Beware the grammar sharks
Updated: Oct 18, 2020
You know who gives grammarians a bad name? Internet trolls--and more specifically, the Grammar Police. I refer to them as Grammar Sharks because they’re always circling, looking for their next victim (but that’s actually not very fair to sharks, who are often less predatory--if you don’t believe me, check out the Instagram account @whysharksmatter to learn more). Back in the day, we called these people Grammar Nazis, but please don’t do that. It’s insensitive and wrong on so many levels and makes me cringe whenever I hear it, especially when people self-identify as Grammar Nazis as if it’s a point of pride. Grammar Sharks are the people who love to tell you that you’re wrong. You messed up. You made a typo. And they’re going to make sure to publicly shame you for it. If you have a business, you've likely encountered a Grammar Shark at some point when you accidentally typed "your" instead of "you're" on a social media post. That's blood in the water for a Grammar Shark.
Eek. Now admittedly, I used to be that kind of person (a grammar pedant, if you will), but I blame that on being immature. By my sophomore year of high school, I realized that no one wants to be friends with someone who corrects their grammar (unsolicited). It’s obnoxious and inappropriate. And yet, every day I see fully-formed adults snidely correcting others on Facebook posts and bemoaning the fact that no one uses “proper” grammar anymore. Spoiler alert: language, and therefore grammar, is constantly changing and evolving, so although there are conventions around grammar and usage, these are not hard-and-fast rules.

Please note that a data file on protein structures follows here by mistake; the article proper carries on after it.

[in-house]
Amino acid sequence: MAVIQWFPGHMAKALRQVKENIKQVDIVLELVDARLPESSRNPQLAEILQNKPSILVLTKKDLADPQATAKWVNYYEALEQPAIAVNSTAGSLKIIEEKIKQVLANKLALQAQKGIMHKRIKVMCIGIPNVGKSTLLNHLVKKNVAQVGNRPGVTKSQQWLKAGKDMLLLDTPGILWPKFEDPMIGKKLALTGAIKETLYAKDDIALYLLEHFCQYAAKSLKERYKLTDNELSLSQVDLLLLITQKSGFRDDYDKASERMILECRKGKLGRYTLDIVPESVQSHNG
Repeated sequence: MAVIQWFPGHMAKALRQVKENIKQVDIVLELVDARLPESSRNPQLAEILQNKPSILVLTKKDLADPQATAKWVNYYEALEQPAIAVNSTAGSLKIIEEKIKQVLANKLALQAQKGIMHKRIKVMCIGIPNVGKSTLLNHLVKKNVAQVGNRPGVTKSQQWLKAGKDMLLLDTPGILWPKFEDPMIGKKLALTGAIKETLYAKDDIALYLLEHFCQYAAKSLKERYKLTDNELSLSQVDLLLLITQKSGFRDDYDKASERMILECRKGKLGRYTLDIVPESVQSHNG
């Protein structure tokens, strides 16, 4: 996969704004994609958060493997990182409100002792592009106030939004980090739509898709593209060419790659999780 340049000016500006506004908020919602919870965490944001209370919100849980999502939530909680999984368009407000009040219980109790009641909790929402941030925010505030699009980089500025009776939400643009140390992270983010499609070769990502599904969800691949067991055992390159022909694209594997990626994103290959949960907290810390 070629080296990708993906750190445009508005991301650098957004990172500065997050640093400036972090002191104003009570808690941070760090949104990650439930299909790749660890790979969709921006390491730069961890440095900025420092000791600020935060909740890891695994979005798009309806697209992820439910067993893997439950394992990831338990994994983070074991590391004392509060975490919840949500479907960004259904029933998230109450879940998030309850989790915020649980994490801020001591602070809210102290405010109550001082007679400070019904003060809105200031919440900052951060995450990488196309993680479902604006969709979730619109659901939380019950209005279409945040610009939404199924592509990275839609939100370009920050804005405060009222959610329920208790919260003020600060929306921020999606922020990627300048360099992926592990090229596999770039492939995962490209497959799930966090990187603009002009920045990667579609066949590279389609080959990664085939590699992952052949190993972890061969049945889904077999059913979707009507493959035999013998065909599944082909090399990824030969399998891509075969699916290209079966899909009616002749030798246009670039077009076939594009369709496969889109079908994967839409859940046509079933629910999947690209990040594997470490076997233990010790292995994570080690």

I have theories about these sticklers (which is, honestly, way too nice of a euphemism for them). I think they are the kind of people who believe rules are meant to be followed to the letter. I’m no therapist, but I suspect they feel self-conscious about themselves, so their coping mechanism is to assert their superiority by showing that they know more than you do. They are smarter. They are more sophisticated. They are important. They won by catching your mistake.
Here’s the thing. I’m a professional copyeditor/proofreader, and I never correct people’s grammar or spelling online. Heck, if you’re not paying me, I will ignore any and all of your typos. The same thing applies if you email me and you mistype a word or end a sentence in a preposition (so please don’t obsess over your email to me when you contact me--I promise I’m not going through it with a red pen)! In fact, if we work together, at least one of my emails to you will likely contain a typo! It’s not my business (pun intended) to point out others’ errors unless I’ve been hired to do so. And if you do hire me, I don’t want you to feel bad or ashamed about your mistakes. Mistakes are just mistakes; no biggie. We fix them in the editing process so that no one ever needs to see them--especially the Grammar Sharks.
If someone is going to get fired up enough about your typo to publicly shame you, that’s a reflection of their own issues, not yours. On a similar note, if you ever find yourself working with an editor who makes you feel terrible about your writing, fire them. Nobody has the right to make you feel insignificant, especially over something as minor as typos.
That said, if you want to avoid the Grammar Sharks and need a gentle, friendly editor who will suggest changes with professionalism and respect, you can contact me for a free quote.